Earth Law Center’s First Initiative in Africa

Reader Contribution by Darlene May Lee and Earth Law Center
article image

Earth Law Center’s First Initiative in Africa

I’m so excited to tell you that Earth Law Center and the River Ethiope Trust Foundation (“RETFON”) just launched an initiative to establish legal rights for the River Ethiope in Nigeria. The River Ethiope would be the first waterway in Africa to gain legal rights recognition. The Ethiope is also Earth Law Center’s first initiative in Africa!

So what does rights recognition mean for the Ethiope River?

The Ethiope doesn’t get human rights, by the way. It’s not going to vote or pay taxes. With rights, the Ethiope gains legal protection from pollution, diversion, and dams. It also means that local communities have the right to sue would-be destroyers of the river in court because they’d be suing on behalf of the river.

More about the Ethiope River

You can find the River Ethiope in the Delta State of Nigeria. It begins in the community of Umuaja, where it emerges from the earth at the base of a giant silk cottonwood tree – a place of worship for adherents to the traditional Olokun and Igbe religions. The river then runs for approximately 70 kilometers (43 miles) and empties into the Atlantic. It is believed to be the deepest inland waterway in Africa.

Local communities rely upon the River Ethiope for drinking, bathing, fishing, medicine, agriculture, and many other purposes. It also supports rich biodiversity. Threats to the river include industrial contamination, oil spills, solid waste disposal, and impacts from a growing population and booming tourism industry – particularly at the river’s mysterious source, which is being degraded by overuse.

Other rivers have already gained rights recognition

The River Ethiope seeks to join a growing list of rivers whose rights have already been recognized. In 2017, a treaty between the New Zealand government and M?ori tribe of Whanganui recognized the Whanganui River as a “legal person” possessing rights. Just five days later, the Uttarakhand High Court in India recognized the Ganges (or “Ganga”) and Yamuna Rivers and their surrounding ecosystems as rights-bearing entities, although the Supreme Court of India later stayed this decision. Also in 2017, Colombia’s Constitutional Court ruled that the Atrato River possesses inherent rights to “protection, conservation, maintenance, and restoration.”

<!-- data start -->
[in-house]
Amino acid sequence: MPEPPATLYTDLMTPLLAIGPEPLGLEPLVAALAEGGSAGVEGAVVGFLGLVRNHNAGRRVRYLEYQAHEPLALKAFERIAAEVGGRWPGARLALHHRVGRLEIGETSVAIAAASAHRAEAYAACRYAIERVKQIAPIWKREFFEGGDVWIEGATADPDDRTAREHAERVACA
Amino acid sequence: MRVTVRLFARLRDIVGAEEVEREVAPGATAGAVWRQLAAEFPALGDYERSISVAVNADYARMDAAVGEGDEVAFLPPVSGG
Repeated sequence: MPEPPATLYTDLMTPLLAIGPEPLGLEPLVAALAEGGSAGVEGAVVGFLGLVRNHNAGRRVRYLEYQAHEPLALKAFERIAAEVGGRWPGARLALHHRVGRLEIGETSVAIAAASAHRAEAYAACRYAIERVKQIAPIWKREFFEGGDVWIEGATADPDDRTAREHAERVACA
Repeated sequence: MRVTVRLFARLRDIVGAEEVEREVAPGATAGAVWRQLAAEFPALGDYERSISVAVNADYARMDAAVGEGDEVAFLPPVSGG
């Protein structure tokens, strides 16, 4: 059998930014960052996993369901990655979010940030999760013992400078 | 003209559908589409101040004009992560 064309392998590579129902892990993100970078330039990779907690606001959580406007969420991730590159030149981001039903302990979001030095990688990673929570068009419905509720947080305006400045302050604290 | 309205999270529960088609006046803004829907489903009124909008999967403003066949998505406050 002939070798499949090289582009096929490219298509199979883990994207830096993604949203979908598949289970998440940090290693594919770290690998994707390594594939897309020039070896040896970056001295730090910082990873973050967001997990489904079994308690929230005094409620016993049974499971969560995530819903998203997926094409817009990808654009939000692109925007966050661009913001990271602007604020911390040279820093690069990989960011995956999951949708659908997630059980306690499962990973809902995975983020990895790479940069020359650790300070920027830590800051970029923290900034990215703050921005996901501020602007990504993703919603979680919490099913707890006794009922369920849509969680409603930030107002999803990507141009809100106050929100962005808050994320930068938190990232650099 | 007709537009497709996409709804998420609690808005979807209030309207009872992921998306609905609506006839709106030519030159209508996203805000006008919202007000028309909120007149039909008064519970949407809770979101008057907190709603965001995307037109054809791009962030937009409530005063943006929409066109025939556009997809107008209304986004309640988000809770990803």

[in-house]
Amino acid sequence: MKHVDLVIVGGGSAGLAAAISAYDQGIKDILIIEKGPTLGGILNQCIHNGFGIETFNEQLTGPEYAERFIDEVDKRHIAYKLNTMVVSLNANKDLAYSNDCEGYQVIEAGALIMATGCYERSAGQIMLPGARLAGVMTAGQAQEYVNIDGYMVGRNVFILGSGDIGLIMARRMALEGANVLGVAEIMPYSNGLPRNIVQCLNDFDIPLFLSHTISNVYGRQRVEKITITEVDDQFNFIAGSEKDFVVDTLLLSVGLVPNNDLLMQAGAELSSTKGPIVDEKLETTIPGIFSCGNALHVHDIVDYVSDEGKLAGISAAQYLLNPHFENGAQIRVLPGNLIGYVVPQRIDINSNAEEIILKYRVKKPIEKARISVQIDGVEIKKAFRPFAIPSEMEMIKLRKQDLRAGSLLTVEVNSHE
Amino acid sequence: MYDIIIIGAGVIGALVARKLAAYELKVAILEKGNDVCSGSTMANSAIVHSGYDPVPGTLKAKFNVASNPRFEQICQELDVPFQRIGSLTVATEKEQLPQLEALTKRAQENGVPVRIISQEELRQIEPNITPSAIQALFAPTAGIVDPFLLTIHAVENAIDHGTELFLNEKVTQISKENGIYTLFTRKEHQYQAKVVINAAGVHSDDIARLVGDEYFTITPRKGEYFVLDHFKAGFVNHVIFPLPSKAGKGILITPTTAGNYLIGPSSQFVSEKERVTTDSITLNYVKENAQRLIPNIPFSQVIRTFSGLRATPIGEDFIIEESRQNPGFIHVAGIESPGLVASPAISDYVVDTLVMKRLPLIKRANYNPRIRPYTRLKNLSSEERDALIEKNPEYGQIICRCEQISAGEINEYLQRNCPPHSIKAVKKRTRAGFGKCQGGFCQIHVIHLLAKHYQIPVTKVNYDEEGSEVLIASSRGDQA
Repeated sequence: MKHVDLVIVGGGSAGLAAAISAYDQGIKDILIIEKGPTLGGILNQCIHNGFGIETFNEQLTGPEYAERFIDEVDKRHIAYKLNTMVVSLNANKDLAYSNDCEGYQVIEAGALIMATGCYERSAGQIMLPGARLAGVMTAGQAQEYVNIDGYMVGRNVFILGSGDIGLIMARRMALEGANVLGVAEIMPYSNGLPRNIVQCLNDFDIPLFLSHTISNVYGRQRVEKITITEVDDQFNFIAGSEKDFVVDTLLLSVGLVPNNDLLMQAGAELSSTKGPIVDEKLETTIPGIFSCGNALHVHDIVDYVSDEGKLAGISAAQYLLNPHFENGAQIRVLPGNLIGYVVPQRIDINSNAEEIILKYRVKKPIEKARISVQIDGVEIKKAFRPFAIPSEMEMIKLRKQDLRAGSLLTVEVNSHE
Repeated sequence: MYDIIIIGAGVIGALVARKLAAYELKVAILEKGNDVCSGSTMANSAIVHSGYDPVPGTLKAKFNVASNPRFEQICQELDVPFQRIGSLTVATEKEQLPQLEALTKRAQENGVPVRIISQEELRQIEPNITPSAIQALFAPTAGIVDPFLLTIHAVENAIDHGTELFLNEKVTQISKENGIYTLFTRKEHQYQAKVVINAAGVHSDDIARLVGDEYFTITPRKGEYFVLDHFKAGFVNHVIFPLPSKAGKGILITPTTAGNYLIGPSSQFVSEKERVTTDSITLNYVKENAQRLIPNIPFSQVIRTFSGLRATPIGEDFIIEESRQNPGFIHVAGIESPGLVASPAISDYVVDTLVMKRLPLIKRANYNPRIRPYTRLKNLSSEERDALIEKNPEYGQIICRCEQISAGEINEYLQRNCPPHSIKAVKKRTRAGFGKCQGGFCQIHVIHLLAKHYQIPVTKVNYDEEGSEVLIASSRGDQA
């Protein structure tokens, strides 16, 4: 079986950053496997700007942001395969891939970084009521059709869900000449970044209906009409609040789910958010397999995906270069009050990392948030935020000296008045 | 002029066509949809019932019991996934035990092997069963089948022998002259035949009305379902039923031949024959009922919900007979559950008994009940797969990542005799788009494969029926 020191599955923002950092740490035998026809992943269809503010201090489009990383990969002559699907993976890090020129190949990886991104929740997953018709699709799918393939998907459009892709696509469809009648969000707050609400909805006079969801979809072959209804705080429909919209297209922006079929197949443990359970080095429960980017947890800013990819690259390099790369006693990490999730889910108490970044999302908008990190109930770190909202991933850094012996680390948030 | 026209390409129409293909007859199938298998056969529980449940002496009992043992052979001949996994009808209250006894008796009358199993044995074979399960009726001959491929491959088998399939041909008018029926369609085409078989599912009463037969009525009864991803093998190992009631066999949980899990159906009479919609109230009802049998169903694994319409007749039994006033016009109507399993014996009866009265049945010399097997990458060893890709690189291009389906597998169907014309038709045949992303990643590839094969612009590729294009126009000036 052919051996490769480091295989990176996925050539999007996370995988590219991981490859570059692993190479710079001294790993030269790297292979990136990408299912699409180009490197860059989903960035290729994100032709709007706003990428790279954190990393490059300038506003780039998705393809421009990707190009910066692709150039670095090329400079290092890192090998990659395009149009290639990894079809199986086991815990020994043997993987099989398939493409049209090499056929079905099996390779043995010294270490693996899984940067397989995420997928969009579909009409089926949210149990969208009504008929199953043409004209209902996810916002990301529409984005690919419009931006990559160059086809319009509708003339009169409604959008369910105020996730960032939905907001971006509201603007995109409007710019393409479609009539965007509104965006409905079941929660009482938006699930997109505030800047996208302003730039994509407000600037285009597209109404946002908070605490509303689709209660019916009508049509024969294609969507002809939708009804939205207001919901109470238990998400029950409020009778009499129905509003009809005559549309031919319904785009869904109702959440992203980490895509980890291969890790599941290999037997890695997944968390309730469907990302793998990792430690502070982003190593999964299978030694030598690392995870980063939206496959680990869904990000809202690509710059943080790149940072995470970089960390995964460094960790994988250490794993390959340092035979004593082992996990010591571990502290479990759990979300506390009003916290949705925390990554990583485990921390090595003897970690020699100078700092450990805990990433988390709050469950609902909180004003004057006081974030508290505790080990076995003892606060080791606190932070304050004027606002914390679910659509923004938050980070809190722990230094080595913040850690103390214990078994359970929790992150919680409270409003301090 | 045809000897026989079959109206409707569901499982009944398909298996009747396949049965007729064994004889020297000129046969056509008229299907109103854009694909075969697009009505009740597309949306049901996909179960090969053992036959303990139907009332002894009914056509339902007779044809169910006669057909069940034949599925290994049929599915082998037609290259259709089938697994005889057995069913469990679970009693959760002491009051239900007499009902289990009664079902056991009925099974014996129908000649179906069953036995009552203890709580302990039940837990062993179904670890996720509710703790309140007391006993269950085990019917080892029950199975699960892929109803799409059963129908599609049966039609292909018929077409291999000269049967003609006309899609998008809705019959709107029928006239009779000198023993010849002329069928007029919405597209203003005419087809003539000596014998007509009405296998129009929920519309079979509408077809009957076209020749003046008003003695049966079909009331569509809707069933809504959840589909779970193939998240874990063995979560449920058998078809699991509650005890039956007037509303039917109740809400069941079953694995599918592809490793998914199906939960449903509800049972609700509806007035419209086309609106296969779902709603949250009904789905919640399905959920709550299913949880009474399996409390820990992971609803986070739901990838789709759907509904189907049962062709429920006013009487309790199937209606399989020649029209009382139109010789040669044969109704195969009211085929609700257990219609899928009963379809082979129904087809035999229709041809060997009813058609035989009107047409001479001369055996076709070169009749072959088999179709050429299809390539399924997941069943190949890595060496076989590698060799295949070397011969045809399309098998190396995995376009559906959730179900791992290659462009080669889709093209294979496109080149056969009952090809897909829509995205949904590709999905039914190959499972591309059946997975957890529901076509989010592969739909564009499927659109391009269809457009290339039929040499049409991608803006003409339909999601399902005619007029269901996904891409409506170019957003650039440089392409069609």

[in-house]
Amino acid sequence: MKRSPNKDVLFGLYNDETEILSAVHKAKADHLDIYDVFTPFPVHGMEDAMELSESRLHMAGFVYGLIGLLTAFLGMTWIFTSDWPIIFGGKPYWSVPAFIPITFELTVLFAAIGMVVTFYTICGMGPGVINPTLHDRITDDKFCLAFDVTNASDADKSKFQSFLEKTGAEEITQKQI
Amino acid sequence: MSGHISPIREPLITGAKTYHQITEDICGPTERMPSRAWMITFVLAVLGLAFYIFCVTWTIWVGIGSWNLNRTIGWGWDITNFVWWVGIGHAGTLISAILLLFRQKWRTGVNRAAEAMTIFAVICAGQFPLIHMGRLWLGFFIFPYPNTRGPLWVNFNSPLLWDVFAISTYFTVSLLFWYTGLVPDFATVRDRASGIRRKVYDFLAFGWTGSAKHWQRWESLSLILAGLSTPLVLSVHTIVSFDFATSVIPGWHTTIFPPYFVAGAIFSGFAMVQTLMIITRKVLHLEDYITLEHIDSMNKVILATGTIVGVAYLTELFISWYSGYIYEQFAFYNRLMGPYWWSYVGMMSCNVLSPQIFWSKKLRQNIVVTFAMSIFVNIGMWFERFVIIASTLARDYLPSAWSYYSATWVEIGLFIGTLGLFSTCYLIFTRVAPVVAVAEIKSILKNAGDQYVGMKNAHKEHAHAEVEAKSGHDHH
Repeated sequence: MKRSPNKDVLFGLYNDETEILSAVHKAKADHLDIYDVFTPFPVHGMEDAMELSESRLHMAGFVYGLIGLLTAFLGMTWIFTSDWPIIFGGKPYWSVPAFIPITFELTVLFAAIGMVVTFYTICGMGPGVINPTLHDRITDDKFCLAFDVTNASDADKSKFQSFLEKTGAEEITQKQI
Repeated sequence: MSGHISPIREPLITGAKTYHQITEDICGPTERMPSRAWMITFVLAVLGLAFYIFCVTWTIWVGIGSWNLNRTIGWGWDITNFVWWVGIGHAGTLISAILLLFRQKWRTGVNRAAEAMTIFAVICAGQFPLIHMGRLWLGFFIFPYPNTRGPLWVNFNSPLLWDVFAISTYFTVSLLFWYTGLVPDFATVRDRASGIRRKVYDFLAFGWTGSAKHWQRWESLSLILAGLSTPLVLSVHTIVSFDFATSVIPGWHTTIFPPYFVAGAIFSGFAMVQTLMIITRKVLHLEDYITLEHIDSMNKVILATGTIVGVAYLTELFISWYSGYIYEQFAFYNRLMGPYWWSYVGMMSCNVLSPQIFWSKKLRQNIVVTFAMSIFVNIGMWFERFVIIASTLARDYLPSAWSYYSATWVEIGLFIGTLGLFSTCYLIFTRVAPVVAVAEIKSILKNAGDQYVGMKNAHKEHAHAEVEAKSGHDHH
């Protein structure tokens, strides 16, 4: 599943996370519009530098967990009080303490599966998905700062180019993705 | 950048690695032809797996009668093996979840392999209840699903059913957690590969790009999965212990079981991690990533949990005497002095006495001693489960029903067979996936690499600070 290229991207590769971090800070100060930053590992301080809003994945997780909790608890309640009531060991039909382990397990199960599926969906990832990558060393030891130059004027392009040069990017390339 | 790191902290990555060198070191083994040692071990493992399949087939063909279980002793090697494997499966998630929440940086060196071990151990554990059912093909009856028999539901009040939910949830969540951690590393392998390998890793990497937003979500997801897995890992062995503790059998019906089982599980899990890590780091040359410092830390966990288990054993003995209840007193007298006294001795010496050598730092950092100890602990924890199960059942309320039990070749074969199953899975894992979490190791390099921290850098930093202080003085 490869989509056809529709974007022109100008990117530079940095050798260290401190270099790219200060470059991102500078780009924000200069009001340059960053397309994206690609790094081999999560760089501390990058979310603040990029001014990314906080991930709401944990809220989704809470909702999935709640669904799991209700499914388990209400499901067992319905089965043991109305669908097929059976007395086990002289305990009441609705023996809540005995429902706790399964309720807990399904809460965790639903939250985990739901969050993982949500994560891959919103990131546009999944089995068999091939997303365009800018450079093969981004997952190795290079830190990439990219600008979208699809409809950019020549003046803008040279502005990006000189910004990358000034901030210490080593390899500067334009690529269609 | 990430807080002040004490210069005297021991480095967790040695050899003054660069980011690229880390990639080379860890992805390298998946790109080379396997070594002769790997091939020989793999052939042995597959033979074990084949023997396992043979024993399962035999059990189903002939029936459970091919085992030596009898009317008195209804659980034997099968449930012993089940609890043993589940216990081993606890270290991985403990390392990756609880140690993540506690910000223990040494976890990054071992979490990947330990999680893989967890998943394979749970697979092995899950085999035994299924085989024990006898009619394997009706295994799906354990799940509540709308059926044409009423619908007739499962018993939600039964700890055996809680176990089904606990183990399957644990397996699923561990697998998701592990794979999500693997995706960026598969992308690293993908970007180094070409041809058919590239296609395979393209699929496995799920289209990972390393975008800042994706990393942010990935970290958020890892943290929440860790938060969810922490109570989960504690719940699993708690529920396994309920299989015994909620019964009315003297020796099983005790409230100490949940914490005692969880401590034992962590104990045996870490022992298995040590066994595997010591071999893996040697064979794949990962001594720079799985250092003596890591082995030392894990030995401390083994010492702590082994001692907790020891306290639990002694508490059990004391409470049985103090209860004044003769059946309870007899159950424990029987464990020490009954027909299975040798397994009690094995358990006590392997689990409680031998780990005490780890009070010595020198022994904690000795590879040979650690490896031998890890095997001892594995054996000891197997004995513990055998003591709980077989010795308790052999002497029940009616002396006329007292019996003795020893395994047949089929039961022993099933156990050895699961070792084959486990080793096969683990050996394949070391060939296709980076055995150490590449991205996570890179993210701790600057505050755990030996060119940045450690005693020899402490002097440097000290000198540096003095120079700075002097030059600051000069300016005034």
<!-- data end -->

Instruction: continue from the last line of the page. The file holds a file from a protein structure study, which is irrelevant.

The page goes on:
But we can’t do this alone. For us to truly halt and reverse the destruction of our natural environment, we all need to join in. To paraphrase Buckminster Fuller, on Spaceship Earth, there are no passengers, only crew.

Want to do something yourself?

Sign up for our Universal Declaration of River Rights here

Read more about the River Ethiope initiative here

Sign up for ELC’s monthly newsletter here

Volunteer for this initiative here

Donate to the cause here

Darlene May Lee is Executive Director of Earth Law Center, which works to transform the law to recognize and protect nature’s inherent rights to exist, thrive and evolve. She works to build a force of advocates for nature’s rights at the local, state, national, and international levels. Connect with Earth Law Center on TwitterFacebookand LinkedIn. Read all of Darlene’s MOTHER EARTH NEWS posts here.

All MOTHER EARTH NEWS community bloggers have agreed to follow our Blogging Guidelines, and they are responsible for the accuracy of their posts. To learn more about the author of this post, click on their byline link at the top of the page.

Need Help? Call 1-800-234-3368